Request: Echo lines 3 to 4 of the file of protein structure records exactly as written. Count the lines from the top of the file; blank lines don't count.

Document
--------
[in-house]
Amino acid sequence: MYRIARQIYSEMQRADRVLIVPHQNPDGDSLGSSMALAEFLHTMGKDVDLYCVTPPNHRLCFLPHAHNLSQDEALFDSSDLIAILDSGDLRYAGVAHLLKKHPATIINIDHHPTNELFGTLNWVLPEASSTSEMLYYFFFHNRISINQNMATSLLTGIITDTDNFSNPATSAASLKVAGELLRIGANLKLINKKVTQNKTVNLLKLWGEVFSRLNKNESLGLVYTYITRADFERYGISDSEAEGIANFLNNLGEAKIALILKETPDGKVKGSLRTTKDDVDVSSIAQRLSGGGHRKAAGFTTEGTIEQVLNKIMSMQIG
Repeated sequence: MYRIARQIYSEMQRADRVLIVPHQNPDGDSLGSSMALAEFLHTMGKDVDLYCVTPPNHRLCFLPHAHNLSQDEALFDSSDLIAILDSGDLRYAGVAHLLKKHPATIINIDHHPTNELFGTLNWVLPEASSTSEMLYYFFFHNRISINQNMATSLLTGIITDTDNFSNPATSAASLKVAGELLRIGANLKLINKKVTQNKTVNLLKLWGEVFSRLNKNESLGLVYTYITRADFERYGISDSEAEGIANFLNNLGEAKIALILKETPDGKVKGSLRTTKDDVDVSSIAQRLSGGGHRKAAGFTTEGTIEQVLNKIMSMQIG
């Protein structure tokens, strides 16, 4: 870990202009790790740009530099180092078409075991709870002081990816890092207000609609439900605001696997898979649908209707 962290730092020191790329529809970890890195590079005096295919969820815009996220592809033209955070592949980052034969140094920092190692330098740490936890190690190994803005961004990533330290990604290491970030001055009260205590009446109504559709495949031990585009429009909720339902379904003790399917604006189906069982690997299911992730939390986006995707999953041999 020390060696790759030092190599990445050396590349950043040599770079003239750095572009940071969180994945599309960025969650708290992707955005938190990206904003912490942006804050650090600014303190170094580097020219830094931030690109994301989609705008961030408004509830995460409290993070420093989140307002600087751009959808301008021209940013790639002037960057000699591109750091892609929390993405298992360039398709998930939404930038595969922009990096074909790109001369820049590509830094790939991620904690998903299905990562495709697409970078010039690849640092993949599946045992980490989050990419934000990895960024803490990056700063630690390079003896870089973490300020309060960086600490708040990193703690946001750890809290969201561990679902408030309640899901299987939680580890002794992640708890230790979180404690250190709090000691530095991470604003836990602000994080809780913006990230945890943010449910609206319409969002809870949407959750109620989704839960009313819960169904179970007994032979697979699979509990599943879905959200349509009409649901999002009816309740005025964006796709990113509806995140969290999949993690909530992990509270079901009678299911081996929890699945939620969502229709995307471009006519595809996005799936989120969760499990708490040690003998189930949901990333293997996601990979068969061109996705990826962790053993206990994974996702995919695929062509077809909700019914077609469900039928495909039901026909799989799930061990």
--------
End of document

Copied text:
Repeated sequence: MYRIARQIYSEMQRADRVLIVPHQNPDGDSLGSSMALAEFLHTMGKDVDLYCVTPPNHRLCFLPHAHNLSQDEALFDSSDLIAILDSGDLRYAGVAHLLKKHPATIINIDHHPTNELFGTLNWVLPEASSTSEMLYYFFFHNRISINQNMATSLLTGIITDTDNFSNPATSAASLKVAGELLRIGANLKLINKKVTQNKTVNLLKLWGEVFSRLNKNESLGLVYTYITRADFERYGISDSEAEGIANFLNNLGEAKIALILKETPDGKVKGSLRTTKDDVDVSSIAQRLSGGGHRKAAGFTTEGTIEQVLNKIMSMQIG
């Protein structure tokens, strides 16, 4: 870990202009790790740009530099180092078409075991709870002081990816890092207000609609439900605001696997898979649908209707 962290730092020191790329529809970890890195590079005096295919969820815009996220592809033209955070592949980052034969140094920092190692330098740490936890190690190994803005961004990533330290990604290491970030001055009260205590009446109504559709495949031990585009429009909720339902379904003790399917604006189906069982690997299911992730939390986006995707999953041999 020390060696790759030092190599990445050396590349950043040599770079003239750095572009940071969180994945599309960025969650708290992707955005938190990206904003912490942006804050650090600014303190170094580097020219830094931030690109994301989609705008961030408004509830995460409290993070420093989140307002600087751009959808301008021209940013790639002037960057000699591109750091892609929390993405298992360039398709998930939404930038595969922009990096074909790109001369820049590509830094790939991620904690998903299905990562495709697409970078010039690849640092993949599946045992980490989050990419934000990895960024803490990056700063630690390079003896870089973490300020309060960086600490708040990193703690946001750890809290969201561990679902408030309640899901299987939680580890002794992640708890230790979180404690250190709090000691530095991470604003836990602000994080809780913006990230945890943010449910609206319409969002809870949407959750109620989704839960009313819960169904179970007994032979697979699979509990599943879905959200349509009409649901999002009816309740005025964006796709990113509806995140969290999949993690909530992990509270079901009678299911081996929890699945939620969502229709995307471009006519595809996005799936989120969760499990708490040690003998189930949901990333293997996601990979068969061109996705990826962790053993206990994974996702995919695929062509077809909700019914077609469900039928495909039901026909799989799930061990």